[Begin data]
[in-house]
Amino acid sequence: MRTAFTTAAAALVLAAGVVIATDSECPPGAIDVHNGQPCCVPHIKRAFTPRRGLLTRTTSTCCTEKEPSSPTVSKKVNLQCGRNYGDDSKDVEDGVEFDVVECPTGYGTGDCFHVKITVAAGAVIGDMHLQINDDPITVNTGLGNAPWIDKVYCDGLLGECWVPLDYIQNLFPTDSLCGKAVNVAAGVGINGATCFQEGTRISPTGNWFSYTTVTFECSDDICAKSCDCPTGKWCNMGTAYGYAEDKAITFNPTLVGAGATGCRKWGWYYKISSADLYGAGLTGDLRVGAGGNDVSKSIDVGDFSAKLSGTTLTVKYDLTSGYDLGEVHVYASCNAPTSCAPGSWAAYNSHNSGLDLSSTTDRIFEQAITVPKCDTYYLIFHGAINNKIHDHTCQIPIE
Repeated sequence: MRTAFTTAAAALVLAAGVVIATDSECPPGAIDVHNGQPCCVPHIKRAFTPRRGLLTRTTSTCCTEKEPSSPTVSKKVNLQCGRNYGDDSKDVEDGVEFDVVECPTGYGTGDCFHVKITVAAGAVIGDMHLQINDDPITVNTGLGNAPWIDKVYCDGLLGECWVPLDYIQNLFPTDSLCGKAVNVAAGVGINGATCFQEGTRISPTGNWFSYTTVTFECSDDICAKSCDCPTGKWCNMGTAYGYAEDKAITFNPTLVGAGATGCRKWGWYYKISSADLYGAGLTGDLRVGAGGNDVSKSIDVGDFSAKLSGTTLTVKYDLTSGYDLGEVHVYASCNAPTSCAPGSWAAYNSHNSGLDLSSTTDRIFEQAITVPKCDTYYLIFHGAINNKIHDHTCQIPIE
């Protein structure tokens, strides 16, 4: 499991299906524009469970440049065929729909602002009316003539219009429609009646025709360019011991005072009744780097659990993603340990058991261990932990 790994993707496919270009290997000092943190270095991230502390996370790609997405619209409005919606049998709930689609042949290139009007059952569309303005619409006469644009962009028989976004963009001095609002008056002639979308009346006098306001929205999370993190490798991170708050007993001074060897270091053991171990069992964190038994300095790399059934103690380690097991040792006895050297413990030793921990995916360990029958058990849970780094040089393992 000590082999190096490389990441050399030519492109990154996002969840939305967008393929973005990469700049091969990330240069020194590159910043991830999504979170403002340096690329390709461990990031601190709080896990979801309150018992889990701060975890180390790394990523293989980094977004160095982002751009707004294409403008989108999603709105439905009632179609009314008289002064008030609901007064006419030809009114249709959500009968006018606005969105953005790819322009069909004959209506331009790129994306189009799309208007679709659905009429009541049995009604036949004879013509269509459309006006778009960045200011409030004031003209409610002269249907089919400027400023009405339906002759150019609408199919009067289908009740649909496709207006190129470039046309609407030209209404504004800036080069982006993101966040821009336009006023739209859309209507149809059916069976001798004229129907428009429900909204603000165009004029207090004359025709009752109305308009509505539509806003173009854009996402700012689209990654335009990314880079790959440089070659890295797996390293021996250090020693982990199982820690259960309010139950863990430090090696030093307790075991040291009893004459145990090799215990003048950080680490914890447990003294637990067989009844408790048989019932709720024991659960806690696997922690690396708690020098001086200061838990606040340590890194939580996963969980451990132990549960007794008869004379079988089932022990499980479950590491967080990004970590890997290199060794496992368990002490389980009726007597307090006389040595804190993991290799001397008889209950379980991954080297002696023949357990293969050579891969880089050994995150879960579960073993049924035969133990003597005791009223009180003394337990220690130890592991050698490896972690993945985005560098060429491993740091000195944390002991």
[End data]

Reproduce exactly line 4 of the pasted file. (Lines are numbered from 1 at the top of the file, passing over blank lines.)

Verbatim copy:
């Protein structure tokens, strides 16, 4: 499991299906524009469970440049065929729909602002009316003539219009429609009646025709360019011991005072009744780097659990993603340990058991261990932990 790994993707496919270009290997000092943190270095991230502390996370790609997405619209409005919606049998709930689609042949290139009007059952569309303005619409006469644009962009028989976004963009001095609002008056002639979308009346006098306001929205999370993190490798991170708050007993001074060897270091053991171990069992964190038994300095790399059934103690380690097991040792006895050297413990030793921990995916360990029958058990849970780094040089393992 000590082999190096490389990441050399030519492109990154996002969840939305967008393929973005990469700049091969990330240069020194590159910043991830999504979170403002340096690329390709461990990031601190709080896990979801309150018992889990701060975890180390790394990523293989980094977004160095982002751009707004294409403008989108999603709105439905009632179609009314008289002064008030609901007064006419030809009114249709959500009968006018606005969105953005790819322009069909004959209506331009790129994306189009799309208007679709659905009429009541049995009604036949004879013509269509459309006006778009960045200011409030004031003209409610002269249907089919400027400023009405339906002759150019609408199919009067289908009740649909496709207006190129470039046309609407030209209404504004800036080069982006993101966040821009336009006023739209859309209507149809059916069976001798004229129907428009429900909204603000165009004029207090004359025709009752109305308009509505539509806003173009854009996402700012689209990654335009990314880079790959440089070659890295797996390293021996250090020693982990199982820690259960309010139950863990430090090696030093307790075991040291009893004459145990090799215990003048950080680490914890447990003294637990067989009844408790048989019932709720024991659960806690696997922690690396708690020098001086200061838990606040340590890194939580996963969980451990132990549960007794008869004379079988089932022990499980479950590491967080990004970590890997290199060794496992368990002490389980009726007597307090006389040595804190993991290799001397008889209950379980991954080297002696023949357990293969050579891969880089050994995150879960579960073993049924035969133990003597005791009223009180003394337990220690130890592991050698490896972690993945985005560098060429491993740091000195944390002991």